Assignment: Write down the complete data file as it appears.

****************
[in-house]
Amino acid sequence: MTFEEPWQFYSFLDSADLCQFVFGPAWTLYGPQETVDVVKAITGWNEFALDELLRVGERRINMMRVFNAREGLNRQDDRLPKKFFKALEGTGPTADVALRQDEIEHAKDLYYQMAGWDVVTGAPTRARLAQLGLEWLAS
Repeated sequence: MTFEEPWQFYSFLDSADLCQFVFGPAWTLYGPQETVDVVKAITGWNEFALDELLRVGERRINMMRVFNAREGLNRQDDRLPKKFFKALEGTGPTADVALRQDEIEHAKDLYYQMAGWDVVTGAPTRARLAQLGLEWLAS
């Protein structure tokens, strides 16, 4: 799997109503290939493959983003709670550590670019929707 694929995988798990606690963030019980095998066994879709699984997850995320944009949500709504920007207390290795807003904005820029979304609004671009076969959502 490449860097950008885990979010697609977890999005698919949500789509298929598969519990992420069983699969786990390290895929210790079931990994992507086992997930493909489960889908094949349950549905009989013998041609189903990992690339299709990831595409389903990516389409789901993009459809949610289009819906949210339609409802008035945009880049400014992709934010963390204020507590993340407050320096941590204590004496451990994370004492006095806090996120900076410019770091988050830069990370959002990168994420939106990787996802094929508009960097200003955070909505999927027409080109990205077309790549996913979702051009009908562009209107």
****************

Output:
[in-house]
Amino acid sequence: MTFEEPWQFYSFLDSADLCQFVFGPAWTLYGPQETVDVVKAITGWNEFALDELLRVGERRINMMRVFNAREGLNRQDDRLPKKFFKALEGTGPTADVALRQDEIEHAKDLYYQMAGWDVVTGAPTRARLAQLGLEWLAS
Repeated sequence: MTFEEPWQFYSFLDSADLCQFVFGPAWTLYGPQETVDVVKAITGWNEFALDELLRVGERRINMMRVFNAREGLNRQDDRLPKKFFKALEGTGPTADVALRQDEIEHAKDLYYQMAGWDVVTGAPTRARLAQLGLEWLAS
């Protein structure tokens, strides 16, 4: 799997109503290939493959983003709670550590670019929707 694929995988798990606690963030019980095998066994879709699984997850995320944009949500709504920007207390290795807003904005820029979304609004671009076969959502 490449860097950008885990979010697609977890999005698919949500789509298929598969519990992420069983699969786990390290895929210790079931990994992507086992997930493909489960889908094949349950549905009989013998041609189903990992690339299709990831595409389903990516389409789901993009459809949610289009819906949210339609409802008035945009880049400014992709934010963390204020507590993340407050320096941590204590004496451990994370004492006095806090996120900076410019770091988050830069990370959002990168994420939106990787996802094929508009960097200003955070909505999927027409080109990205077309790549996913979702051009009908562009209107």